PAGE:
• Collection of the boat by Hodges ended any bailment of the boat to him and Cambridge (rather than creating a sub-bailment).

Before considering Liascos’ submissions, Justice Meagher (with Barrett JA and Sackville AJA agreeing) observed the following relevant bailment principles:

  • A bailment results from the voluntary taking of possession by a person or persons of the goods of another. That taking of possession does not require the bailor’s consent
  • Possession may be taken by delivery to the bailee or to a servant or agent on its behalf. Thus, a servant acting in the course of his employment or an agent acting for the purposes of his principal may take possession for the employer or principal and thereby constitute it a bailee
  • A bailee with duties analogous to those of a bailee for reward, is liable if the subject matter of the bailment is damaged whilst in its possession unless it shows that the damage occurred without any negligence or default of itself or any servants to whom it delegated that duty
  • If a bailee transfers actual possession to a third party for a limited period or specific purpose, and that sub-bailment is expressly or impliedly authorised by the bailor, the intermediate bailee must take reasonable care in the selection of the sub-bailee and may remain liable for harm resulting from a breach of duty on the part of that sub-bailee.

His Honour considered that the verbal agreement whereby Cambridge and Liascos agreed that they would take possession of the motorboat, and Cambridge alone subsequently taking possession of the motorboat, was sufficient to render both Cambridge and Liascos the bailees of the boat. Cambridge and Liascos were therefore joint bailees and liable for the initial damage which occurred when the boat was left uncovered.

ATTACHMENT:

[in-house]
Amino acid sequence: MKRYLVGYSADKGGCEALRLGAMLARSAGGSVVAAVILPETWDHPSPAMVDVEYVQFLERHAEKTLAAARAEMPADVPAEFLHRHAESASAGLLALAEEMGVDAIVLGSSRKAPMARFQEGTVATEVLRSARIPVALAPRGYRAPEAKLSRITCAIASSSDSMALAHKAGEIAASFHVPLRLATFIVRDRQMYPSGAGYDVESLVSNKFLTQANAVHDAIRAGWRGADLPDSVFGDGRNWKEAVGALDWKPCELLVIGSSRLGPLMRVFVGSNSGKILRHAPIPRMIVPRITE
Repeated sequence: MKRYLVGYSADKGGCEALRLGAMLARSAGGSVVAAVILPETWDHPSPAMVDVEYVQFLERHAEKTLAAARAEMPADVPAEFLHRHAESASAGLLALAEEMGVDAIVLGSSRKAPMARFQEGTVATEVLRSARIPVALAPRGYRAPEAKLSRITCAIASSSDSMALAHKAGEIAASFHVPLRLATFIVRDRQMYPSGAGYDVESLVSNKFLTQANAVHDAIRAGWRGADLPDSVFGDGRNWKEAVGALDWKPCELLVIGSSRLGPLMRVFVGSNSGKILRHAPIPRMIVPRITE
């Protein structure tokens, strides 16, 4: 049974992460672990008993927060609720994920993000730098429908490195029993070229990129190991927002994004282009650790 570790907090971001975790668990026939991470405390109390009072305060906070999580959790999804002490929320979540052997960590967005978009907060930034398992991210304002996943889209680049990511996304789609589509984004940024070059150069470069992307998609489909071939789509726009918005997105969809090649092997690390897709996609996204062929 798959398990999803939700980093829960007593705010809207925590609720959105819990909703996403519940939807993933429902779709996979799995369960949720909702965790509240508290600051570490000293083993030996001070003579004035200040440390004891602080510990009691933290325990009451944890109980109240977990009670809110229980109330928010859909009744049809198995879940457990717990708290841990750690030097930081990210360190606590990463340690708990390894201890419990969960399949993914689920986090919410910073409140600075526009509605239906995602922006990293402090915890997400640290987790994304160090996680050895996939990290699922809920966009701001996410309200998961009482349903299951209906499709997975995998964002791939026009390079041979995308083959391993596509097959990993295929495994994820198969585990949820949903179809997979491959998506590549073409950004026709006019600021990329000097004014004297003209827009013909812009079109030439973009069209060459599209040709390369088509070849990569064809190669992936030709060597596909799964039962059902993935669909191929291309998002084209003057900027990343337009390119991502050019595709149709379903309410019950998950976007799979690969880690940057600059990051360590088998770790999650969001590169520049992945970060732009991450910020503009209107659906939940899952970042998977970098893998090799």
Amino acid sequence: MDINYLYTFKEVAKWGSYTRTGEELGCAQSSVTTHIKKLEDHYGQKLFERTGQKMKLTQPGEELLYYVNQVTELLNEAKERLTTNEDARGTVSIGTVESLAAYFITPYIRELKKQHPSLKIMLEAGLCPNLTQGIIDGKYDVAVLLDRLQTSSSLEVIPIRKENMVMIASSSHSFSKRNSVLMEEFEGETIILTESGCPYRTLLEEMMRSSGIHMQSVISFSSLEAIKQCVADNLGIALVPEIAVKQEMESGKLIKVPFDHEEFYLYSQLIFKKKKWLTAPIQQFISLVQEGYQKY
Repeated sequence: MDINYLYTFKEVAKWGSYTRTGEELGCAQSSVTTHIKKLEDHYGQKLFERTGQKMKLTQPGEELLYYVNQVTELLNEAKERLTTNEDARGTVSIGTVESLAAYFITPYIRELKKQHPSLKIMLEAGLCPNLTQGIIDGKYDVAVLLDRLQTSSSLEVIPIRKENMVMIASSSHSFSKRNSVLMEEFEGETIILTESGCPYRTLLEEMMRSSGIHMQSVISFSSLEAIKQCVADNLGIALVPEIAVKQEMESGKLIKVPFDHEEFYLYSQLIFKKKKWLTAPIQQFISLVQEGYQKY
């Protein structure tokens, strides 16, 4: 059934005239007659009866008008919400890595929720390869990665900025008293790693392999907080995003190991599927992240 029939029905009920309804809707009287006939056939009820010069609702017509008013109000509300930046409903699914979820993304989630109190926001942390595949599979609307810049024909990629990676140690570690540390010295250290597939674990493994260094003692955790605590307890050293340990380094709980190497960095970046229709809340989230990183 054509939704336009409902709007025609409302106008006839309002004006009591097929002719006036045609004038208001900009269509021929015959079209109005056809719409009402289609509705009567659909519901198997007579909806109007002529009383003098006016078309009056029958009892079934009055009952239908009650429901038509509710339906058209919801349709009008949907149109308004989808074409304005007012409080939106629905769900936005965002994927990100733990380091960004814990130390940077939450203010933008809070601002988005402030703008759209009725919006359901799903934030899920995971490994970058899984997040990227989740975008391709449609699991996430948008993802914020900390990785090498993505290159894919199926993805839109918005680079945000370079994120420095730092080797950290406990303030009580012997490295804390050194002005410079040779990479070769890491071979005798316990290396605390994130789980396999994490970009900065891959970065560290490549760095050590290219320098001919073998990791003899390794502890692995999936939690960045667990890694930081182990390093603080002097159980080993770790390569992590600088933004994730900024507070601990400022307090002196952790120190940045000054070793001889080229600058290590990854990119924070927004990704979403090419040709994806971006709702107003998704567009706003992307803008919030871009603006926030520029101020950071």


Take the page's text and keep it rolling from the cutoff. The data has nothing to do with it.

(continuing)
Further, Liascos had not established that the collision damage to the boat was not caused by any neglect or default of him or Cambridge, as Cambridge had failed to notify Hodges that different safety chains and shackles had been used on the initial journey.

As it had not been argued at trial that the bailment to Cambridge and Liascos had been terminated when the boat was collected by Hodges, this ground of appeal was dismissed.

Accordingly, His Honour upheld that Cambridge and Liascos were liable for the initial damage to the boat from leaving it uncovered and that Cambridge, Liascos and Hodges were liable for the collision damage on 10 February 2009.

As the proportionate liability regime under s34 Civil Liability Act 2002 applied to each of the claims for damage and Cambridge, Liascos and Hodges were each ‘concurrent wrongdoers’ in respect of the damage they were responsible for, it was necessary for the court to apportion liability.

His Honour considered Cambridge and Liascos to each be 50% responsible for the initial damage and each to be 25% responsible for the collision damage, with Hodges being 50% responsible for the collision damage. Judgments were consequently entered against Cambridge, Liascos and Hodges reflecting that apportionment.


The somewhat arcane law of bailment can impose a liability on a party who has not taken possession of the goods, along with the reversal of the onus of proof should any damage occur to them. Bailees therefore need to exercise caution where they have offered to accept goods, albeit they may be under the control of another.

Further, the fact that there may be multiple parties who are liable for damage to bailed goods highlights the need to identify all such parties given that any liability of a bailee will only be its apportioned liability under the proportionate liability regime.

Authored by Andrew Toogood, Partner, Sydney.